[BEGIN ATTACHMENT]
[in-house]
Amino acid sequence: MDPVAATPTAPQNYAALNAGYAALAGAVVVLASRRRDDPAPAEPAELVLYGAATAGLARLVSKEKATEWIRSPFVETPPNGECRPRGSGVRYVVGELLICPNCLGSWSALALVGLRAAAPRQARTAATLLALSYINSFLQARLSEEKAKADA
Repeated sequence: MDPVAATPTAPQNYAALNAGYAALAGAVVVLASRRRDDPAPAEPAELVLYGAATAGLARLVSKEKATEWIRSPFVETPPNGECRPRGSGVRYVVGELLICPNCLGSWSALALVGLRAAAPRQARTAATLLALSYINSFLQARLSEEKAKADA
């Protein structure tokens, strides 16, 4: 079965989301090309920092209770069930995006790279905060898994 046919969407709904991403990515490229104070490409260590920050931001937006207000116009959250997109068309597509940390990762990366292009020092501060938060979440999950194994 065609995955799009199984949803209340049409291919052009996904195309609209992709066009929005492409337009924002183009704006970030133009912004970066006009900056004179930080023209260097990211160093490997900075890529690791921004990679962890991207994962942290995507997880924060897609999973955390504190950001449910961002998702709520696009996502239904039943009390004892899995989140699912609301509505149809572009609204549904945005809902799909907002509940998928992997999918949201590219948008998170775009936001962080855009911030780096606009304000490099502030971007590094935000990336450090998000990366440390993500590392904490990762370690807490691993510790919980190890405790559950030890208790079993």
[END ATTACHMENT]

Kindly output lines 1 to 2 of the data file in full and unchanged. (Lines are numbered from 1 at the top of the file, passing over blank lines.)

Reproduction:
[in-house]
Amino acid sequence: MDPVAATPTAPQNYAALNAGYAALAGAVVVLASRRRDDPAPAEPAELVLYGAATAGLARLVSKEKATEWIRSPFVETPPNGECRPRGSGVRYVVGELLICPNCLGSWSALALVGLRAAAPRQARTAATLLALSYINSFLQARLSEEKAKADA